Researchers work on new celiac disease medications
The gluten-free diet is the only treatment option approved by the Mayo Clinic for people with celiac disease. However, researchers are working on new medications that may change this. A group of scientists from Denmark and Norway has released a new study that focuses on the details of the body’s immune response to gluten, and they believe they are getting closer to developing a new drug.
Medications for celiac disease continue to be explored by researchers, but progress has been limited. A person with celiac disease or gluten sensitivities can react to the protein in several ways, and one of the biggest dangers is damage to the intestines caused by the immune response. Researchers from Denmark and Norway believe they have discovered how the body reacts to gluten by studying enzyme activity.
During a gluten attack in the body, the immune system creates antibodies, and they interact with an enzyme. Researchers believe that understanding this mechanism will help them create a drug that is capable of stopping this immune response or preventing the body from reacting to gluten in the first place. They hope that more information about the reaction process will provide valuable insight into how to stop the disease.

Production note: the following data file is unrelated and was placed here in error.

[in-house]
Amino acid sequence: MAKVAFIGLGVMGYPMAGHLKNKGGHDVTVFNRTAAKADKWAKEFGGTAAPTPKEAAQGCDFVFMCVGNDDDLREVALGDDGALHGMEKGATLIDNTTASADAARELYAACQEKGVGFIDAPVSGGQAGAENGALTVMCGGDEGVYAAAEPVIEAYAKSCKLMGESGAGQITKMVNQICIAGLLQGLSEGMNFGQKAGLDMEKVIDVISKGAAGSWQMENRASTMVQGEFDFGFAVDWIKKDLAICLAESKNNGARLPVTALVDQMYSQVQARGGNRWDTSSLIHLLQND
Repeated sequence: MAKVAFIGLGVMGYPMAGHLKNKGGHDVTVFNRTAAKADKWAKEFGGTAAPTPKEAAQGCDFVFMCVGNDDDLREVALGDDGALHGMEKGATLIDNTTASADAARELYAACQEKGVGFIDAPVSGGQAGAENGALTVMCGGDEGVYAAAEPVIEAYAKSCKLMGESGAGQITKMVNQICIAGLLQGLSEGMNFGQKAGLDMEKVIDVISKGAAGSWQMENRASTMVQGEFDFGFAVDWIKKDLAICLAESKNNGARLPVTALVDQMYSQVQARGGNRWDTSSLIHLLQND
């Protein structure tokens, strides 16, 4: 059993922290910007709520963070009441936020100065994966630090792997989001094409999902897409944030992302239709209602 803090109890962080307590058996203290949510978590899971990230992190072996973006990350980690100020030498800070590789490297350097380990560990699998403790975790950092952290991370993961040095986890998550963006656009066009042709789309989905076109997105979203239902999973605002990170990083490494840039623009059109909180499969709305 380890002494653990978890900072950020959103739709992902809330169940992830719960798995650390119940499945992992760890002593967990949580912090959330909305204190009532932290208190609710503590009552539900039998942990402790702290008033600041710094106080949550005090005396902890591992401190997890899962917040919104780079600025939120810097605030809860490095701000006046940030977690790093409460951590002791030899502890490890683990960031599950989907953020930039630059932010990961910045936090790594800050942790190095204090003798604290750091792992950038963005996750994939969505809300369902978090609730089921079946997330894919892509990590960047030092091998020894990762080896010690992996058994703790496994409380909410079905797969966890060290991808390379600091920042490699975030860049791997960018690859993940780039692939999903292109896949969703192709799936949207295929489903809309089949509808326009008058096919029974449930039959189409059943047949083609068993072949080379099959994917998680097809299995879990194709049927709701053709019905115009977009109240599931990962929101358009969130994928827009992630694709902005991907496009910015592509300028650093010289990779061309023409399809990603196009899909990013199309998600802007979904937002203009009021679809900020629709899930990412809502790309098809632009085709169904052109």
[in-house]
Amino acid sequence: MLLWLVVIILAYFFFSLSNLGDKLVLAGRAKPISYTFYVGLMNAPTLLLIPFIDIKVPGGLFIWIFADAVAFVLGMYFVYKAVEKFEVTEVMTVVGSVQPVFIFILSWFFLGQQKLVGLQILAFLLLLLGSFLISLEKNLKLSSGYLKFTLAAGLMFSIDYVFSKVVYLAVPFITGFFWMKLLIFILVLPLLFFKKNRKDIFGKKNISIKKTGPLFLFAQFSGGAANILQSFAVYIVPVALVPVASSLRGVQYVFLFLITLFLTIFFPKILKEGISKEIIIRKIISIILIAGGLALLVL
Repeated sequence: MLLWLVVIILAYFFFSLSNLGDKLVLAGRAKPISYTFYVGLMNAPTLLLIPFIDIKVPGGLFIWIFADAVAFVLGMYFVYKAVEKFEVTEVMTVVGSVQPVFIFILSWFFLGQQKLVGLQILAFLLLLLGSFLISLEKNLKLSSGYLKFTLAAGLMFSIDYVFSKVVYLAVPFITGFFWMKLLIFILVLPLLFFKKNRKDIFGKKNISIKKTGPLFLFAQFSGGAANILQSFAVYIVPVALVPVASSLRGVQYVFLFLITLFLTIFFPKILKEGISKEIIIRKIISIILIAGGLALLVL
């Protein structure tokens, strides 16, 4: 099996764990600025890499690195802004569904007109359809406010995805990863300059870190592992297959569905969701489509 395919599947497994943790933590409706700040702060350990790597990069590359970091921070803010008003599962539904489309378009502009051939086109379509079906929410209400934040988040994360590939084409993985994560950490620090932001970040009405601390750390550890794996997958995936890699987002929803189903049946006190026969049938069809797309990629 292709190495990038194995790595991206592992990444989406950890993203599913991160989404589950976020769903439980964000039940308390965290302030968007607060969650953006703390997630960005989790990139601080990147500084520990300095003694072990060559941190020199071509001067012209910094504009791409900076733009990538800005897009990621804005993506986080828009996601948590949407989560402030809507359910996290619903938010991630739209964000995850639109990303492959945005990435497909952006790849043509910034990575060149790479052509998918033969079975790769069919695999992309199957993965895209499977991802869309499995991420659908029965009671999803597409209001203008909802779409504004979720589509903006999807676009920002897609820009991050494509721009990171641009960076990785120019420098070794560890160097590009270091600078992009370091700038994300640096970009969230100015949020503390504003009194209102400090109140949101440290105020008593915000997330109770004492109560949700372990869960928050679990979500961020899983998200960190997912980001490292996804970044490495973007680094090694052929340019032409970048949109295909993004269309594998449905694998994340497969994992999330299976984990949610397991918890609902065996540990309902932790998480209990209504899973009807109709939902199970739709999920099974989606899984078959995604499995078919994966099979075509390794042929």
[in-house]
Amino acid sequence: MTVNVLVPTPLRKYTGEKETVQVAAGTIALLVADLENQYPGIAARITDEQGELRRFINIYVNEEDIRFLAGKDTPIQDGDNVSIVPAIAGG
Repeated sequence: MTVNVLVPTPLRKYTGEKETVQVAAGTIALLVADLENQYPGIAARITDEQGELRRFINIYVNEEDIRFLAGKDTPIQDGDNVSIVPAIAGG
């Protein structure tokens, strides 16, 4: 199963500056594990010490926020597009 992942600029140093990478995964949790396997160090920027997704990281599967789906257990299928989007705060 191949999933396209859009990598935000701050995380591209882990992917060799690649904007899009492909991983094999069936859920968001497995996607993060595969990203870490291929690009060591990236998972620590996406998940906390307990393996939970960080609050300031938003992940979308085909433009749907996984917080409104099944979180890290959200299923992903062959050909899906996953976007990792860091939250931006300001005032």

The idea that a medication could allow someone with celiac disease to eat gluten again is not new. There have been debates and discussions about this topic in the past, and some patients expressed their concern about digestive damage continuing to accumulate without their knowledge. There is fear in the celiac disease community that drugs may not be able to stop every immune reaction and could allow silent harm to the intestines to build. However, researchers have a more positive outlook on the situation. They believe that one day they will discover how to prevent and stop celiac disease.
Read more about celiac disease:
Celiac disease tips for handling gluten on Thanksgiving
Gluten-free gravy shopping and cooking tips for celiac disease
Gluten-free pie ideas for the holidays safe for celiac disease